Ben Adida’s MIT Ph.D. thesis on voting technology, “Advances in Cryptographic Voting Systems”, has been published and is now available for interested readers. Ben’s Ph.D. supervisor was Ron Rivest, long-time member of the Caltech/MIT Voting Technology Project.
Here’s the abstract from Ben’s thesis:
Democracy depends on the proper administration of popular elections. Voters should receive assurance that their intent was correctly captured and that all eligible votes were correctly tallied. The election system as a whole should ensure that voter coercion is unlikely, even when voters are willing to be influenced. These conflicting requirements present a significant challenge: how can voters receive enough assurance to trust the election result, but not so much that they can prove to a potential coercer how they voted?
This dissertation explores cryptographic techniques for implementing verifiable, secret ballot elections. We present the power of cryptographic voting, in particular its ability to successfully achieve both verifiability and ballot secrecy, a combination that cannot be achieved by other means. We review a large portion of the literature on cryptographic voting.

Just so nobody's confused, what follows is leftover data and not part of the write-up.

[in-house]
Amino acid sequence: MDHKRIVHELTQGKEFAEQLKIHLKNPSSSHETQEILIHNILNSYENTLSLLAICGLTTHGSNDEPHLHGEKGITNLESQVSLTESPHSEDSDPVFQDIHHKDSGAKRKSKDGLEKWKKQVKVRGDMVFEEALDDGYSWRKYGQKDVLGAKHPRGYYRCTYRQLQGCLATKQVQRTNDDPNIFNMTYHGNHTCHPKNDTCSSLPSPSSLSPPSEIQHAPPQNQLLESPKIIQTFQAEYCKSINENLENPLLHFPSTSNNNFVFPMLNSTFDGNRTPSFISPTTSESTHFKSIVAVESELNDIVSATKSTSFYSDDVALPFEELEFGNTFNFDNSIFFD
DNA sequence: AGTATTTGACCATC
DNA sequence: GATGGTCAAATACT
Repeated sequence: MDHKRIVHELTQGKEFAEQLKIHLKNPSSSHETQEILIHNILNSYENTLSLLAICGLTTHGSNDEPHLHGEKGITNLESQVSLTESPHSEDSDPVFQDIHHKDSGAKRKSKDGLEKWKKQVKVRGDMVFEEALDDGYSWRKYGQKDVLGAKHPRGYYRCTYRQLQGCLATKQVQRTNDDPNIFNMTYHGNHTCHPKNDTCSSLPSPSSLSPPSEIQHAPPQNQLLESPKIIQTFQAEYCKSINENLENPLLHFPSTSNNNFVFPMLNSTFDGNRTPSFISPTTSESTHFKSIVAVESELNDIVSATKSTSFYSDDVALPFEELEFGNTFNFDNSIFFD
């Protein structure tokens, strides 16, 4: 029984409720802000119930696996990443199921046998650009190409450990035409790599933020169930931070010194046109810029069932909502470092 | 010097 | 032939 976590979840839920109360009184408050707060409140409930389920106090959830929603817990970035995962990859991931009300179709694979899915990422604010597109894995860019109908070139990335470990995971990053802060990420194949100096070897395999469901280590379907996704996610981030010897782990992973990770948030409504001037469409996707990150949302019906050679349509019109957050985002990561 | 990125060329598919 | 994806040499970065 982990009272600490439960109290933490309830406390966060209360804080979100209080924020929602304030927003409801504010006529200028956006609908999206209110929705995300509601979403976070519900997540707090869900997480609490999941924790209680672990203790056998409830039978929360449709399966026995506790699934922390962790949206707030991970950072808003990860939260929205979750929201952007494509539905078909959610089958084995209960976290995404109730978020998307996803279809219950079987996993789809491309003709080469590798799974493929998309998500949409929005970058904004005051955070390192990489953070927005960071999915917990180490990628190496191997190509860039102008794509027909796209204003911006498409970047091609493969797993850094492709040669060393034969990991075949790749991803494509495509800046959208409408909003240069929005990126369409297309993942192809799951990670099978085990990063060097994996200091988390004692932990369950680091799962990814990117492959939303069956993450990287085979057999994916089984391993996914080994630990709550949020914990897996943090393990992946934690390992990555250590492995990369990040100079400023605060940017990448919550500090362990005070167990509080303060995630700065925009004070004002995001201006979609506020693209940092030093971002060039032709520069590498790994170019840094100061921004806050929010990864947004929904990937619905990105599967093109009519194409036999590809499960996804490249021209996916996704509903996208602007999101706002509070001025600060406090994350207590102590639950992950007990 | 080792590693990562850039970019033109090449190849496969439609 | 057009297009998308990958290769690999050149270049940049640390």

We propose three novel technical ideas:
1. a simple and inexpensive paper-base cryptographic voting system with some interesting advantages over existing techniques,
2. a theoretical model of incoercibility for human voters with their inherent limited computational ability, and a new ballot casting system that fits the new definition, and
3. a new theoretical construct for shuffling encrypted votes in full view of public observers.
As Ben’s thesis involves cryptography and lots of math, it gets pretty tough going when he gets into the heart of some of his new ideas for voting systems. But I strongly recommend his introductory chapter, where he goes through the existing literature on crypto and voting, as well as his chapter on the “scratch and vote” scheme (Chapter 4).
Ben’s one of the brightest young minds working in the area of voting technology from this perspective, and it is exciting to see such great work being done by the next generation of scholars.